After winning three gold medals at the Global Cup Stage 3 in Paris, the 27-year-old from Ranchi reclaimed her status as world No. 1.
New Delhi: A 12-year-old tribal girl from Ratu village in Jharkhand, 15 kilometers from Ranchi, knew nothing about archery as a sport, but the possibility of free meals was too tempting to pass up. As a result, she enrolled at a Seraikela academy, where she begged that the management allow her three months to perform before abandoning her. She was chosen by the Tata Archery Academy in Jamshedpur a year later.
After a hat-trick of gold medals in women’s individual, women’s team, and the mixed team at the World Cup Stage 3 in Paris on Sunday, Deepika Kumari has reclaimed her status as world number one, a feat she last accomplished in 2012.
The 27-year-old, together with Ankita Bhakat and Komalika Bari, earned the gold medal in a convincing victory over Mexico. She then defeated Sjef van den Berg and Gabriela Schloesser of the Netherlands in the mixed doubles division with her spouse Atanu Das. Finally, she defeated world number 17 Elena Osipova of Russia to complete the hat-trick.
Hemant Soren, the Chief Minister of Jharkhand, congratulated the archer on Twitter.
“I’d want to congratulate her; she’s worked really hard. We are really pleased with what she has accomplished. Kumari’s father, Shiv Narain Mahto, stated, “Atanu Das and Deepika won in the mixed recurve event as well, so it’s a really gratifying occasion for us.”
No dream is too big
Kumari, who was world number one at the time, won two Commonwealth Games gold medals and equaled the world record in 2016.
She began competing professionally in 2006 and has since won 12 silver and seven bronze medals at the World Cup. She competed in the 2012 London Olympics and the 2016 Rio Olympics, where she was eliminated in the first round and quarter-final, respectively. She also took home two gold medals at the Commonwealth Games in 2010 and another in the Asian Archery Championships in 2013.
In 2012, she received the Arjuna Award, and in 2016, she received the Padma Shri. On June 30, 2020, she married fellow ace archer Atanu Das.
Her path, on the other hand, has been turbulent. Kumari Mahato was born on June 13, 1994, to Shiv Narain Mahato, an autorickshaw driver, and Geeta Mahato, a nurse. Her first experience with aiming and shooting was with mangoes and stones. But, until she entered Tata Academy, her family’s financial situation stood in the way of her aspirations.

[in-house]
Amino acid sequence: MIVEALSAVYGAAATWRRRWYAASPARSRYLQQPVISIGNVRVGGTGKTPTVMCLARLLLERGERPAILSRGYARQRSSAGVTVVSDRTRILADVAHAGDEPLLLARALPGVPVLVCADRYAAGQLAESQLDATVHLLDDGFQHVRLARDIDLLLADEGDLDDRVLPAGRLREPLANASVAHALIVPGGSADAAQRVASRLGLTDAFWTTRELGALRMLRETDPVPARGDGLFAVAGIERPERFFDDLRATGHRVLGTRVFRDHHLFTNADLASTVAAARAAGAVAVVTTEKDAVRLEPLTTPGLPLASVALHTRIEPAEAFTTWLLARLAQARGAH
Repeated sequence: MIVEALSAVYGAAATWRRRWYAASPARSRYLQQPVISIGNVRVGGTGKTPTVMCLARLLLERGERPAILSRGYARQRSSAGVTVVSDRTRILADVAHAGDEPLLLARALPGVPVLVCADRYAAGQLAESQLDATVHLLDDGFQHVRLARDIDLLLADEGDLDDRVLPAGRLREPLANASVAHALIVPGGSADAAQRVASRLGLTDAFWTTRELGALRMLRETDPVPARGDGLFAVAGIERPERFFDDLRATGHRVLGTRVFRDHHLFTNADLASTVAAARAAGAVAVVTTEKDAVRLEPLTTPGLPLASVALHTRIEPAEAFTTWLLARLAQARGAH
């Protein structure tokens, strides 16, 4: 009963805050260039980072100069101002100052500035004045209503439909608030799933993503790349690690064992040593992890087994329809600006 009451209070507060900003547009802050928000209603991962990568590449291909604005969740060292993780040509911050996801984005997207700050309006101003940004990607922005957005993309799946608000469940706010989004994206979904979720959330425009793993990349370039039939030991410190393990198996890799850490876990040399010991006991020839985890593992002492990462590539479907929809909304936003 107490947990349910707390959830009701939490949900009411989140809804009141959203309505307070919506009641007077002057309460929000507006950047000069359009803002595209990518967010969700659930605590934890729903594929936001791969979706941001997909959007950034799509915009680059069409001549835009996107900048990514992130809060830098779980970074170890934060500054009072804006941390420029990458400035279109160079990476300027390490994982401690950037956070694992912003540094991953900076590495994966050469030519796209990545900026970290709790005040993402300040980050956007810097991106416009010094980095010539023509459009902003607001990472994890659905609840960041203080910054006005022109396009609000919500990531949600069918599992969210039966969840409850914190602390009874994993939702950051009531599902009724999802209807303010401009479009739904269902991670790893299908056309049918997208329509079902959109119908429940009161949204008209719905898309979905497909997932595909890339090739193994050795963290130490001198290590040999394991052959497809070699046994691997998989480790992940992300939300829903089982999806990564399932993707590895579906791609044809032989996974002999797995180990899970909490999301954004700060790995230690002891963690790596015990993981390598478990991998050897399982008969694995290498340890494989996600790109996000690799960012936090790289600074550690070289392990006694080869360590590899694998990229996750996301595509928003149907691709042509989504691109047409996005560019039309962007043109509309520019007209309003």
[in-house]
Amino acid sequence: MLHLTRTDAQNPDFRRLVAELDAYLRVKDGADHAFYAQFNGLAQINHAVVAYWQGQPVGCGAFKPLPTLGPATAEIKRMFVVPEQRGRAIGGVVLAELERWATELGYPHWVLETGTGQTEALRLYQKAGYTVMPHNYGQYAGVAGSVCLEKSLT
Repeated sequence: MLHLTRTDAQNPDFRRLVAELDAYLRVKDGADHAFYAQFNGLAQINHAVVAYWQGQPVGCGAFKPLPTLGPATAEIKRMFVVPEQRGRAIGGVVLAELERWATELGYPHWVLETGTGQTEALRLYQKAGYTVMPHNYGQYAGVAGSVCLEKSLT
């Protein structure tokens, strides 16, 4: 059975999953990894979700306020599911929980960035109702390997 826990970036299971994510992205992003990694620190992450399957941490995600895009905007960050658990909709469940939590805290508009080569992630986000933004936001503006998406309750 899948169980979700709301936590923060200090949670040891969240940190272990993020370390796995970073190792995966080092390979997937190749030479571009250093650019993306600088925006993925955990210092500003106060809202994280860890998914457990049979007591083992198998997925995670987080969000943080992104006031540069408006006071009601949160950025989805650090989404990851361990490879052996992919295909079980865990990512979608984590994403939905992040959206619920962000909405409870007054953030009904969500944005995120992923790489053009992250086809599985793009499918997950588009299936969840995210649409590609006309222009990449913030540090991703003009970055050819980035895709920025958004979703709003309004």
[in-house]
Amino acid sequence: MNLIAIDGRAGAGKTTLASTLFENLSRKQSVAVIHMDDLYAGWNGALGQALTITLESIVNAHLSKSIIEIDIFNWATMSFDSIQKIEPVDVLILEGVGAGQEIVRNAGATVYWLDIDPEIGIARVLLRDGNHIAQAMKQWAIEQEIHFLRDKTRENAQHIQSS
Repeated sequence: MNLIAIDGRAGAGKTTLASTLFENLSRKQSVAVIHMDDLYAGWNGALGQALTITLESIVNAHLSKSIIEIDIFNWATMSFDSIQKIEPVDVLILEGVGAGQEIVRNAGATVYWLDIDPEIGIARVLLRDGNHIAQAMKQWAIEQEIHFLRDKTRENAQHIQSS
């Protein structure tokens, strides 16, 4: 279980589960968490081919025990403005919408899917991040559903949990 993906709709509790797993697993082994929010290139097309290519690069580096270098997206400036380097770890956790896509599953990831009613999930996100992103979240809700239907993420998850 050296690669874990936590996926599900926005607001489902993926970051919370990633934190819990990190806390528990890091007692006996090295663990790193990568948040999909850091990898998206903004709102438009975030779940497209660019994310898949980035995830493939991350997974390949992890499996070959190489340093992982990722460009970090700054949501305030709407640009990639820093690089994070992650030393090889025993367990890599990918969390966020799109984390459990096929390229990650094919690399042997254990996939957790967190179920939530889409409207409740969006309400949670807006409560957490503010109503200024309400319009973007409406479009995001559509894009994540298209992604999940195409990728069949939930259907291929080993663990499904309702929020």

“It’s important not to forget what one has gone through in the past. I still have that car and drive it, but I look at it through the lens of my job. I’m quite pleased where I’m at; my children advise me not to drive a car, but I enjoy it; it’s just my job. We shall be eternally grateful to Arjun Munda (President of Archery Association) for his unwavering support.
Kumari’s father was supportive of her taking up a sport, although he had reservations about her living away from home at such a young age. She persevered, though. “Please release me. She urged her father over and over, “I want to do this,” until he eventually gave in.
Her mother, on the other hand, has always been there for her. “When the national anthem plays on the podium in an international competition, I think of her. In a 2018 interview, Kumari stated, “I thought of her while I was getting the Padma Shri award and swelled with joy.”
‘Archery chose me, not the other way around.’
Kumari feels that her experience has paved the door for many young girls in her area to attend a sports academy.
“I didn’t choose archery; it chose me. “All I remember is stepping into a tribal sports academy, and the next thing I know, I’m being handed a bamboo bow and arrow,” Kumari said.
Ladies First, a Netflix documentary by first-time director Uraaz Bahl, covers her preparation and origin story in the run-up to the 2016 Rio Olympics. “Why don’t they say ‘ladies first’ in education and sports?” Kumari wonders, resulting in the film’s title.
Kumari’s path and unprecedented victory are both inspiring.
“Whatever happens before and after the Olympics, she is one of India’s greatest athletes. Our sporty lense, however, only comes into focus for the Olympics. People would identify her name with two failures rather than her numerous successes,” former cricketer Snehal Pradhan
She said, “Deepika has flourished against the system, not because of it,” highlighting the need for a mechanism to assist tap into the rural talent and the necessity for an identifying procedure. Despite the system, some of our finest athletes have been discovered, especially in rural regions. The quantity of talent found outside of cities is astounding.
Her mother has great expectations for the Tokyo Olympics in 2021. Deepika’s mother stated, “I hope they both (Kumari and Das) have fantastic performances at the Tokyo Olympics; I am confident that they will return back with a gold.”